Dear Dr. Othieno, Thanks so much for your insightful articles on animal health. I am a farmer from Kajiado County. I have lately noticed that many flies disturb my animals, I am not sure I can do anything about this. However, my biggest worry is ticks, which I am trying my best to control because I know they spread many deadly diseases. I’m also worried about internal parasites, which I might not see, yet they are eating up my animals internally. I would greatly appreciate any basic principles of internal and external parasite control that I can use on my farm.

[Lenku James, Kajiado County]

Dear James, thank you so much for reading the Smart Harvest and for your question. It is good that as a farmer you have already taken cognizance of the risk that pests can pose to your animals. Flies are a nuisance to livestock, their buzzing and bites create a lot of discomfort that translates into reduced production. If you are practising zero grazing, netting can key away all the flies. But let’s take a systematic look and the control of external and internal parasites. Animals are affected by various parasites. These parasites are largely grouped into two – external and internal parasites. Their presence is not associated with any benefits but health, production and reproduction issues that eat into farm profits. External and internal parasites can spread diseases in a herd, suck blood and reduce the growth rate of young animals. You do not need parasites on your farm, hence the need for a good programme to prevent their entry and to control them in your herd.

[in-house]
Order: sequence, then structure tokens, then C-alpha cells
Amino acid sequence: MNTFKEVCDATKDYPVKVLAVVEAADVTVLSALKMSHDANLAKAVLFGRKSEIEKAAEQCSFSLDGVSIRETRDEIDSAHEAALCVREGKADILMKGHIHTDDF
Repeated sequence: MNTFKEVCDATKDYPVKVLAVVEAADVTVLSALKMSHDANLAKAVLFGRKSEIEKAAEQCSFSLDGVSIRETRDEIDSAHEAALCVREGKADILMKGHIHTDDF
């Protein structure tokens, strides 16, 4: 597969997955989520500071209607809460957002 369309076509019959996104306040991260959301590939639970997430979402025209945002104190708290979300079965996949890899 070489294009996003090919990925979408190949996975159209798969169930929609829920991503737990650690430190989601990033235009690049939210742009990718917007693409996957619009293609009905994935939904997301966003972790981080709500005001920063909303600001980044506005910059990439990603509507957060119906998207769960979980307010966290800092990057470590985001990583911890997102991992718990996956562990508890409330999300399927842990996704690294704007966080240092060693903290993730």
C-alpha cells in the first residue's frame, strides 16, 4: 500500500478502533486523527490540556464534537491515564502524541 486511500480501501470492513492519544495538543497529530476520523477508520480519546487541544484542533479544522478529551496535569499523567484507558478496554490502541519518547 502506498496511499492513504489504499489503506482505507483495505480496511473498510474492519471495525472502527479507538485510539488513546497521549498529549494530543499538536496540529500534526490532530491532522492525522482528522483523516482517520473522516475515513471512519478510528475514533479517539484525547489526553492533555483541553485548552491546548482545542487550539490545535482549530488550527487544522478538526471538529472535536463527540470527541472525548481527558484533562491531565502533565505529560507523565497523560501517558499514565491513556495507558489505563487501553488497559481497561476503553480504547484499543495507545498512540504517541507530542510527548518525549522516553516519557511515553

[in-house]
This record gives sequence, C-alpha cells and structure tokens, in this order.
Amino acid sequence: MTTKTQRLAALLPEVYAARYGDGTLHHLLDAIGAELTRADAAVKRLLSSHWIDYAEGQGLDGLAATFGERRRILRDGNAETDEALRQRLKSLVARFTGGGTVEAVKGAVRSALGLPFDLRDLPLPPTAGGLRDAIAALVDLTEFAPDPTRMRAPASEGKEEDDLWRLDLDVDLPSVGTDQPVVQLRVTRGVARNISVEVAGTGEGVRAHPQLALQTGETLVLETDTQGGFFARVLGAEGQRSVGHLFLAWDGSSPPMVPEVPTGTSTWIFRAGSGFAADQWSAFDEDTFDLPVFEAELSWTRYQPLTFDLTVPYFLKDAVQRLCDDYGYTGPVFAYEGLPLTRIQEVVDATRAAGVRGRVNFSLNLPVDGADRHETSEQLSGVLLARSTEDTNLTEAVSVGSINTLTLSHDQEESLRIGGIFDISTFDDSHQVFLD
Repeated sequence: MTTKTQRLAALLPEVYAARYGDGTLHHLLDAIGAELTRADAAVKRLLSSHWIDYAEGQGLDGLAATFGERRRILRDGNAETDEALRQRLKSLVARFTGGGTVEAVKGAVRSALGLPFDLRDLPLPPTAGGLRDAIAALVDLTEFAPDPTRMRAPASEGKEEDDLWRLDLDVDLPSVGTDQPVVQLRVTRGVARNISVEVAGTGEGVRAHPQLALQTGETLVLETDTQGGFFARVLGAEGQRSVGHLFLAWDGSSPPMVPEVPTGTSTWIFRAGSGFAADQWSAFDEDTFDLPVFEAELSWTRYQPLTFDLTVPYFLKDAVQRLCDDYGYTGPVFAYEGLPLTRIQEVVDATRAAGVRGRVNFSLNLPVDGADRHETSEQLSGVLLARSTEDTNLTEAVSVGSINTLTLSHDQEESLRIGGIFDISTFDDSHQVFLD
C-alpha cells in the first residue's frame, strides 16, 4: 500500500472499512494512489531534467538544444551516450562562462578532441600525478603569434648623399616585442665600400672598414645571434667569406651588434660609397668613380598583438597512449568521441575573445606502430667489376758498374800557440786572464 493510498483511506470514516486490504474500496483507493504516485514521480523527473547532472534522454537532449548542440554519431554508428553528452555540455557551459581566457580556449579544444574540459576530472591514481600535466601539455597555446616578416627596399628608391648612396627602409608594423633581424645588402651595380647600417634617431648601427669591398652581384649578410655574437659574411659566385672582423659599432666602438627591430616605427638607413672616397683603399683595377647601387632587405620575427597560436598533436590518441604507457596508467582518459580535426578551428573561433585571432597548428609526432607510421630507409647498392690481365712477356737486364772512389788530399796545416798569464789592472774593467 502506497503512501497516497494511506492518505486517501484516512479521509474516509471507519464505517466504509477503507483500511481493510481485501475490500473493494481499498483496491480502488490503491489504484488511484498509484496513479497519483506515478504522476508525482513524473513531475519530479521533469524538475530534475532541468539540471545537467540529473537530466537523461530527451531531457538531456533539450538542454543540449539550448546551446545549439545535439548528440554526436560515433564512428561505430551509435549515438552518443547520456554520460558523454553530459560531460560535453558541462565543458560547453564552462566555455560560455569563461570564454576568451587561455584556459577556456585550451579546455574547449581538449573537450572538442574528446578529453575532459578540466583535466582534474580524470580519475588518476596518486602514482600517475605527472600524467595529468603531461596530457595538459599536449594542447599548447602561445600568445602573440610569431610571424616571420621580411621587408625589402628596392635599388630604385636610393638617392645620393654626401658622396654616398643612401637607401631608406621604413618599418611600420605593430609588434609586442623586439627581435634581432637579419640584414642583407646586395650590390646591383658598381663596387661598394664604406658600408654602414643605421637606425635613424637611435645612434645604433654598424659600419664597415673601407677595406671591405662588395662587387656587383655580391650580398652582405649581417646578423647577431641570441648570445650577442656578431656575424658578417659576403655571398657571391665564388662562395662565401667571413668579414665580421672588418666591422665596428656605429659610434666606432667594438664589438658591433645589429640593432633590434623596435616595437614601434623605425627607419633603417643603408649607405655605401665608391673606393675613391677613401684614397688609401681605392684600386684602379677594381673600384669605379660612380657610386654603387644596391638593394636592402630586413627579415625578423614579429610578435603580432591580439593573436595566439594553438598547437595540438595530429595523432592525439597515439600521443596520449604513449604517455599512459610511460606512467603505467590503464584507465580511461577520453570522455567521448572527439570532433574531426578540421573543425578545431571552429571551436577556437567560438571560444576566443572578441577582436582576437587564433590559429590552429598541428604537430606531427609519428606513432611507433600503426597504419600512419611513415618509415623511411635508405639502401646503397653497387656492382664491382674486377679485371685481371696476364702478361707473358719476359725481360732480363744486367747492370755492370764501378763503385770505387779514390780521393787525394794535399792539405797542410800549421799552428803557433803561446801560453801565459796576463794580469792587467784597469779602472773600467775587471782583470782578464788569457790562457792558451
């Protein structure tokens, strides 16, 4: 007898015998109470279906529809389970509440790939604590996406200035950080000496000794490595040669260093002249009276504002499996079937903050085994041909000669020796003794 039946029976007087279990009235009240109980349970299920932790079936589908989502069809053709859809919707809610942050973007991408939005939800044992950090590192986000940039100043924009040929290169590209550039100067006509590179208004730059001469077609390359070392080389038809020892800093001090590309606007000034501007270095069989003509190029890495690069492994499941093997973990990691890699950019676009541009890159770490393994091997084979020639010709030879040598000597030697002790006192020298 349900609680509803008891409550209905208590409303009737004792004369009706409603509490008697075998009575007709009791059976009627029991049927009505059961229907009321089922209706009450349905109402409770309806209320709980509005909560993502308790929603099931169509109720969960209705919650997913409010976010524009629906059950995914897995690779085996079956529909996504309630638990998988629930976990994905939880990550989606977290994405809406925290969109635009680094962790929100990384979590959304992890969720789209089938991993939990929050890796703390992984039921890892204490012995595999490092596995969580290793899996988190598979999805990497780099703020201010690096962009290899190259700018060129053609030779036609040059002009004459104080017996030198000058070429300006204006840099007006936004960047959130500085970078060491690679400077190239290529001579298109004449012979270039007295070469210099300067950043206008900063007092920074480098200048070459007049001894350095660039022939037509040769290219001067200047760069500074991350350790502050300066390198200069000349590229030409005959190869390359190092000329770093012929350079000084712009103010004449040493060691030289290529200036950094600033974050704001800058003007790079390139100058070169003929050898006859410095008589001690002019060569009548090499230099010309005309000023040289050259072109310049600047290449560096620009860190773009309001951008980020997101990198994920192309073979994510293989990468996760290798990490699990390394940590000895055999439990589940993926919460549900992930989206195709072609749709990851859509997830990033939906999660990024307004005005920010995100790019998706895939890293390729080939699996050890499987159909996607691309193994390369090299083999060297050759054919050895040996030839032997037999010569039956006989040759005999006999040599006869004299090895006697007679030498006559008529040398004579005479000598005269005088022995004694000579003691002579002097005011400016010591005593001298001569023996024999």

External parasites spread animal fatal diseases like trypanosomiasis – spread by tsetse flies, tickborne fever and East Coast Fever or theileriosis spread by ticks. Other external parasites include stable, face, horn, black, horse flies, midges, mites, lice, gnats and mosquitoes. Internal parasites are further classified according to their site of predilection, for example, stomach worms prefer the digestive system. Stomach worms include roundworms, blood-sucking Haemonchus or “Barber’s pole.” There are also several intestinal worms and protozoa like Coccidia and tapeworms. The eggs or larval stages of these parasites are shed through fecal waste into the environment from where they develop into infective stages that are picked up by animals when they graze. Other include liver flukes and lungworms and as the names suggest the organs they infest and destroy in the process. It should be noted that at times an animal can have a number of these parasites and that can have a heavy toll on its health, production, and reproduction.

Parasite Control Programme

A good parasite control programme includes farm husbandry practices aimed at reducing the parasite population in the environment while at the same time controlling those already on the animal or inside the animal. Regular spraying, dipping and application of appropriate acaricides will help control external parasites. Deworming – administration of the correct anthelmintics. The application of insecticides or the administration of anthelmintics should be strategic as it is informed by the ecological conditions that determine the type and population of parasites in a certain area.

 [Dr Othieno is a veterinary surgeon and currently the head of communications at the Food and Agriculture Organization of the United Nations (FAO) Kenya. The views expressed here are not necessarily those of FAO but his own]